• Get medical attention as soon as possible. You can go to a hospital emergency room where you can be checked for injuries and you can receive treatment to prevent pregnancy and STDs. They may be able to conduct a “rape kit” to collect evidence for possible prosecution of the attacker.
  • Do not shower, bathe, or clean yourself in any way or change your clothes. This can all be used as evidence.
  • Call 911 or the police. You can call the police from the hospital.
  • If you think you may have been drugged, you can ask the medical staff to take a urine sample.
  • Call someone to talk to. It can be a friend, a family member, or someone at a hotline. If you’ve been assaulted, it’s very important to talk to someone about how you are feeling – even if you don’t think you want to or need to. There is a national sexual assault hotline that is free and confidential: 1-800-656-HOPE.
  • Write down any details that you remember about the attack and the attacker immediately. Many women are amazed at what they will forget because of the stress and trauma.
  • Remember that it wasn’t your fault.
  • Even if the sexual assault happened a while ago, it’s never too late to get help and it’s always important to talk to someone.
    Remember that it will take time to heal after being sexually assaulted. Talking to someone about how you’re feeling will help you move forward.

Where can I get help?
There are many resources available if you’ve been sexually assaulted. However, sometimes it’s difficult knowing whom to turn to and deciding where to go.

For information on resources and knowing your rights, click:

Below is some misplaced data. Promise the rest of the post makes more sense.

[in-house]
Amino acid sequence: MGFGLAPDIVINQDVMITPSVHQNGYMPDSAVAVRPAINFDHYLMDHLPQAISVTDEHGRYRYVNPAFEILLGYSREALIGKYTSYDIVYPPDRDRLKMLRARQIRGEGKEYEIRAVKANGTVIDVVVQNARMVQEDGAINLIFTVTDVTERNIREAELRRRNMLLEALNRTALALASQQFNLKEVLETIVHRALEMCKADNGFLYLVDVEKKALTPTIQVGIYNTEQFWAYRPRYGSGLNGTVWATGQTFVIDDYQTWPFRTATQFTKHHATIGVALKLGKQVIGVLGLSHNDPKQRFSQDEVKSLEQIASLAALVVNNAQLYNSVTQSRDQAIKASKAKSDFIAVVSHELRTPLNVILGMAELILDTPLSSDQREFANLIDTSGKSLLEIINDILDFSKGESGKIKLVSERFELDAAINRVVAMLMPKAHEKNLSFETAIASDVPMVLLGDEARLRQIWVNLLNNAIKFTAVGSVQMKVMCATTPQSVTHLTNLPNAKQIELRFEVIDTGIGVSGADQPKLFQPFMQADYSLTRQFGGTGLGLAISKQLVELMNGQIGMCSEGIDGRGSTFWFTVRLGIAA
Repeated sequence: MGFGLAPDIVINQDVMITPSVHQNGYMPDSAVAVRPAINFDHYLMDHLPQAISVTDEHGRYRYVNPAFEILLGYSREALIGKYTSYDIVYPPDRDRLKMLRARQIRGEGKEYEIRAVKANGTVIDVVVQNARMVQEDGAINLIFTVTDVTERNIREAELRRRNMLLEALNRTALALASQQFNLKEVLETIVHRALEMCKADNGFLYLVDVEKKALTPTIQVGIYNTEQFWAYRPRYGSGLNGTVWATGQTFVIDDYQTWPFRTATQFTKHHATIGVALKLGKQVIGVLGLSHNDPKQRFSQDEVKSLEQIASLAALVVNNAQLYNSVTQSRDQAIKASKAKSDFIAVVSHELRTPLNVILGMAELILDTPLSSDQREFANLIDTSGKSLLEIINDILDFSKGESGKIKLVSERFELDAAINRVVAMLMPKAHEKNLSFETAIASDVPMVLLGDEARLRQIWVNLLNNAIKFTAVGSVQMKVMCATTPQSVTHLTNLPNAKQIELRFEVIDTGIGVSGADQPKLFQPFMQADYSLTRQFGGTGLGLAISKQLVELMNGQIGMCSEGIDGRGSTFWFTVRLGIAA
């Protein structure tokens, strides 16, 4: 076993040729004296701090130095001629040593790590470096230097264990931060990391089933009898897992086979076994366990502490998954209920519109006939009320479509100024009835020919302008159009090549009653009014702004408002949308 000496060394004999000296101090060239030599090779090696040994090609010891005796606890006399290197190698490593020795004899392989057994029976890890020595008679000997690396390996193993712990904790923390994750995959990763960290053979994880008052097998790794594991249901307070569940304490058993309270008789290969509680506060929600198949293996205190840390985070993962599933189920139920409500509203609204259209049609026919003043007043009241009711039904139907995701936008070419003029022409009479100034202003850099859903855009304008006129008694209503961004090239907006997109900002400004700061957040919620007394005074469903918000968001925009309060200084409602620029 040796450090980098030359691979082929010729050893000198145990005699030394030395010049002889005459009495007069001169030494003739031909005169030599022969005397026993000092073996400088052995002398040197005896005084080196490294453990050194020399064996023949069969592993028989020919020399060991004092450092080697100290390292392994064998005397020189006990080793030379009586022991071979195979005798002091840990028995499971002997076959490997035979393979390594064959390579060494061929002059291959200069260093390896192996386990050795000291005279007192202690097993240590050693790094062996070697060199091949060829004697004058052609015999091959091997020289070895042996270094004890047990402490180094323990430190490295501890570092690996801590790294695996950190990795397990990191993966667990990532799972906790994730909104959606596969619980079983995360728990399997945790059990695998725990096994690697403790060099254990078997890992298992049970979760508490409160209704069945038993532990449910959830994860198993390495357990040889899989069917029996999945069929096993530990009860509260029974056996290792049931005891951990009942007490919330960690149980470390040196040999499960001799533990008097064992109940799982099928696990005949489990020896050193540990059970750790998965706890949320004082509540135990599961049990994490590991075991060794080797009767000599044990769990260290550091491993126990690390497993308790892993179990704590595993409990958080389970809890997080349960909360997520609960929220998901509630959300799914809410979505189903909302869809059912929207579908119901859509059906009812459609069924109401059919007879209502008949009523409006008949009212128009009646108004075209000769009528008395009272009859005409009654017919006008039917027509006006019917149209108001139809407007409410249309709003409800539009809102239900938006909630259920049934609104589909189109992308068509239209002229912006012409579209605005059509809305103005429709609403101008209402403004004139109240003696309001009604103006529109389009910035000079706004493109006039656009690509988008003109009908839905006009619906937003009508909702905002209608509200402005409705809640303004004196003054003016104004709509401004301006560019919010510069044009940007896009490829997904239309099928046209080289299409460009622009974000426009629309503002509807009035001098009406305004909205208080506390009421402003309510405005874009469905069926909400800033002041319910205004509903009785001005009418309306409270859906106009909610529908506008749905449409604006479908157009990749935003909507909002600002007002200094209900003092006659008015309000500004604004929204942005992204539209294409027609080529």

To find local resources in your state, click:

What can I expect to happen if I have a sexual assault exam?
It may be helpful to bring someone with you to the exam. This can be a friend or someone from a hotline or local women’s center, anyone who can offer support. If you would feel comfortable, you can have someone with you during the exam. The following will occur at an exam:

  • A history will be taken to check for injuries and determine treatment needed for you.
  • A pelvic exam will need to be conducted.
  • With your consent, a “rape kit” will be used to collect evidence. It is possible that the attacker may have left behind evidence (hair, saliva, semen, etc.) that could help in an identification. Swabs will need to be taken from the mouth, genitals, and rectum, along with hair samples. They will check under your fingernails for evidence of the attacker’s blood or skin.
  • Photographs will need to be taken of any bruises and other injuries.
  • Blood tests will be conducted (this is to check for pregnancy and STD’s). It’s important for you to consult with the doctor to review the results of these tests once they are received.
  • Tell the nurse or doctor at any time during the exam if you need to take a break or you want to stop the exam.

The doctor should inform you about emergency contraception (also known as Plan B) to prevent pregnancy. If the doctor doesn’t, and you could possibly get pregnant, you can ask for it yourself. Plan B should be taken within 72 hours to be effective in preventing a pregnancy. Plan B is a form of birth control that works after unprotected sex, not a form of abortion. To get more information on Plan B and find out how to get it, click:

How can I help a friend who has been sexually assaulted?
If you know someone that has been sexually assaulted, they need your support and understanding. Sexual assault is a traumatic experience. Remember that it may take time for your friend to heal both physically and emotionally. Also, many victims of sexual assault don’t report it right away. Those who commit sexual assault are likely to do it again if it is not reported and they are not held accountable for their crimes. These are things you can discuss with your friend. You can also call a hotline to discuss ways to talk to your friend. Most importantly, know that it is not your friend’s fault if they were assaulted and respect their right to make decisions they are comfortable with.

For more information on sexual assault, check out these sites:

For information on date rape drugs, go to:

To read the report Sexual Assault on Campuses: What Colleges and Universities Are Doing About It, click: